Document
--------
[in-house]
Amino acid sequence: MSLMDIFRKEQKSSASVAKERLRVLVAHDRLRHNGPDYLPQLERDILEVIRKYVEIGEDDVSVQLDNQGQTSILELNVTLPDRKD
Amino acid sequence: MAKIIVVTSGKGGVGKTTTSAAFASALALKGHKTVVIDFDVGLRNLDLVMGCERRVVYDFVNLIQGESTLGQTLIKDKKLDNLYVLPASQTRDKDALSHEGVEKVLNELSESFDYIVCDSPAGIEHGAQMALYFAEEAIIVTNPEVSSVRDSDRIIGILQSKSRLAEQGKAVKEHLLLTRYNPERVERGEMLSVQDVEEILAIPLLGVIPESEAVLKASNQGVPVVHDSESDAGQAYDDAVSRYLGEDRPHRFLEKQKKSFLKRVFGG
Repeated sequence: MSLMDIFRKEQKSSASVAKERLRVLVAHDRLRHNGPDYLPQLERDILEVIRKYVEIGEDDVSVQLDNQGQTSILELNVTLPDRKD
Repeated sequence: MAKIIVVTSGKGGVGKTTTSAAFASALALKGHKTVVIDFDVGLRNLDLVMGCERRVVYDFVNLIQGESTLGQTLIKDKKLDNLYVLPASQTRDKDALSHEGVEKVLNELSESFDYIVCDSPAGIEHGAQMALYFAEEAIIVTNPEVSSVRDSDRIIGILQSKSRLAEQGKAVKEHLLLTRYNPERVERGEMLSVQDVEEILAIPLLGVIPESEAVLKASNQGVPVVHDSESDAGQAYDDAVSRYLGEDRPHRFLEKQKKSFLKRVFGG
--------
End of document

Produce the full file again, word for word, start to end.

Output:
[in-house]
Amino acid sequence: MSLMDIFRKEQKSSASVAKERLRVLVAHDRLRHNGPDYLPQLERDILEVIRKYVEIGEDDVSVQLDNQGQTSILELNVTLPDRKD
Amino acid sequence: MAKIIVVTSGKGGVGKTTTSAAFASALALKGHKTVVIDFDVGLRNLDLVMGCERRVVYDFVNLIQGESTLGQTLIKDKKLDNLYVLPASQTRDKDALSHEGVEKVLNELSESFDYIVCDSPAGIEHGAQMALYFAEEAIIVTNPEVSSVRDSDRIIGILQSKSRLAEQGKAVKEHLLLTRYNPERVERGEMLSVQDVEEILAIPLLGVIPESEAVLKASNQGVPVVHDSESDAGQAYDDAVSRYLGEDRPHRFLEKQKKSFLKRVFGG
Repeated sequence: MSLMDIFRKEQKSSASVAKERLRVLVAHDRLRHNGPDYLPQLERDILEVIRKYVEIGEDDVSVQLDNQGQTSILELNVTLPDRKD
Repeated sequence: MAKIIVVTSGKGGVGKTTTSAAFASALALKGHKTVVIDFDVGLRNLDLVMGCERRVVYDFVNLIQGESTLGQTLIKDKKLDNLYVLPASQTRDKDALSHEGVEKVLNELSESFDYIVCDSPAGIEHGAQMALYFAEEAIIVTNPEVSSVRDSDRIIGILQSKSRLAEQGKAVKEHLLLTRYNPERVERGEMLSVQDVEEILAIPLLGVIPESEAVLKASNQGVPVVHDSESDAGQAYDDAVSRYLGEDRPHRFLEKQKKSFLKRVFGG